I got an email from Geocaching HQ on Tuesday announcing this year’s International EarthCache Day is Oct. 10 and 11. Here’s what they wrote:
“How do you best prepare for an EarthCache outing? You planet!
“Learn more about Earth and how it formed through history on Saturday, October 10 and Sunday, October 11, 2020 in celebration of International EarthCache day! Earn the official souvenir for completing your research and receiving your smiley.”
I’m the first to admit EarthCaches are a bit intimidating, although the last one I found I gave it a favorite point. It took me on a hike at Chain O’ Lakes State Park, one of my favorite Indiana state parks, and I learned about some of the ways glaciers formed the land of northern Indiana some 10,000 to 14,000 years ago.
Earlier this year, I found a couple of EarthCaches at artesian wells — one in Steuben County, Indiana, near Lake James and other in Wayne County, Indiana, in Richmond. Both required getting a reading for how fast a bottle filled. For one, I had a half-gallon bottle. For the other, I had a gallon jug. Unfortunately, I don’t seem to have any pictures from those trips.
In July, I did an EartchCache in Ohio where we learned about flint. That one, I thought, was quite informative.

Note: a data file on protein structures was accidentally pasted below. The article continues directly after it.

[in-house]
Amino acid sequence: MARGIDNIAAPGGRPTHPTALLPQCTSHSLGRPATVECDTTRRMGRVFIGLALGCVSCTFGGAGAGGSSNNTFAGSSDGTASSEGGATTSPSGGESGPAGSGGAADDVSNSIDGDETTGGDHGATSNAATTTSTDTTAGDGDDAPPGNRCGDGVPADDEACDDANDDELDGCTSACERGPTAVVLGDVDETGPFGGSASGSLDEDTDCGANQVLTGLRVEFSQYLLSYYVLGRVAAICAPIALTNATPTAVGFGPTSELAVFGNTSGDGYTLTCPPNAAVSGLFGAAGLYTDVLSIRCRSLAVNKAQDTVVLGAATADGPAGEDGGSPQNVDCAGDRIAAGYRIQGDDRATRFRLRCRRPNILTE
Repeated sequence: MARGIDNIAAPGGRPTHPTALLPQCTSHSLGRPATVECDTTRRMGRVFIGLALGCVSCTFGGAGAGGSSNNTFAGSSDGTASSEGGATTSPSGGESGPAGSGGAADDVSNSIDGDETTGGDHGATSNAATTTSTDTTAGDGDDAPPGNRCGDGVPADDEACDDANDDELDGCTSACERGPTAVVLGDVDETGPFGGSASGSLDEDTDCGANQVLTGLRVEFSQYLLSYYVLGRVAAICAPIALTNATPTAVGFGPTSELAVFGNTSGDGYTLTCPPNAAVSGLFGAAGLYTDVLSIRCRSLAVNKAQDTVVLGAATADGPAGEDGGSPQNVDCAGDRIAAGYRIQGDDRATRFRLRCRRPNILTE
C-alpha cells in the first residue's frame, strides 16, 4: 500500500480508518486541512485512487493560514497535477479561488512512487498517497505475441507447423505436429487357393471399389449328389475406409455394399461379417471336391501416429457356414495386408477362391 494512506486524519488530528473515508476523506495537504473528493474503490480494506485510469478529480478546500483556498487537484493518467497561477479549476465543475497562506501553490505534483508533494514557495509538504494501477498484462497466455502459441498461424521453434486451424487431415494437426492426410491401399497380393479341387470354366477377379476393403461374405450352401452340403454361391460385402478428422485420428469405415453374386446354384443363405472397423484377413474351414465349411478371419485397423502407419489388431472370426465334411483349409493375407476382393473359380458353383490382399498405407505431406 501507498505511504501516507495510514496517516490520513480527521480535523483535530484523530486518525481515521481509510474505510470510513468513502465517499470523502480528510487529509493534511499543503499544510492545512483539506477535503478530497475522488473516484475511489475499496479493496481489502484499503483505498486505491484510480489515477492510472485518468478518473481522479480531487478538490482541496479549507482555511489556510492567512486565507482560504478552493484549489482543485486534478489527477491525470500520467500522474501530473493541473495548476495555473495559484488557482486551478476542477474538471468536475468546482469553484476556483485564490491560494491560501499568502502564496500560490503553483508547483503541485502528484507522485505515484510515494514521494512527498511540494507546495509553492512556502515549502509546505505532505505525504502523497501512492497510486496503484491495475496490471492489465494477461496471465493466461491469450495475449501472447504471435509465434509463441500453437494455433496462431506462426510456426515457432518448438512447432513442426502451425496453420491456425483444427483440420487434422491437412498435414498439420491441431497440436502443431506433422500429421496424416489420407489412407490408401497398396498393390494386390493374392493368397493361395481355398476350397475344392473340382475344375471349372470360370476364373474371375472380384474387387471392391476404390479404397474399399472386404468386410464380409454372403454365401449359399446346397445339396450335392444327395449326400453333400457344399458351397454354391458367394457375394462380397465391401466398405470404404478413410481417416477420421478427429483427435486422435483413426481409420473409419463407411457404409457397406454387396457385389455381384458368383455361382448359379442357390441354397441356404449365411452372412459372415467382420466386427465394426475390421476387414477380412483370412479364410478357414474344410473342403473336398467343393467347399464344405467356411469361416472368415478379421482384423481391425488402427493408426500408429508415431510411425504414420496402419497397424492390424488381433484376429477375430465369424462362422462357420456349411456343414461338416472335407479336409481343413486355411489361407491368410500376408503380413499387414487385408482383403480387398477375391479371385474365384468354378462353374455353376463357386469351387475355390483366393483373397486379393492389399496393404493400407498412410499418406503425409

Probably the best EarthCache I did this year was at Zion National Park in Utah. Our family flew from Indianapolis to Las Vegas on a really inexpensive flight and spent a few days exploring southern Utah, western Arizona and southern Nevada. We made a quick stop in Needles, California, to get a California geocache.
The Zion EarthCache I did took a walk deep into the heart of a canyon. I think there were questions abut the rocks. It was a beautiful hike on a brisk January day.
For International EarthCache Day 2020, I have a couple of nearby EarthCaches picked out. One is at Eagle Mash here in Fort Wayne on the continental divide (separating the Great Lakes watershed from the Mississippi River watershed). The other is a wetlands in Garrett, Indiana.
What are your thoughts on EarthCaches?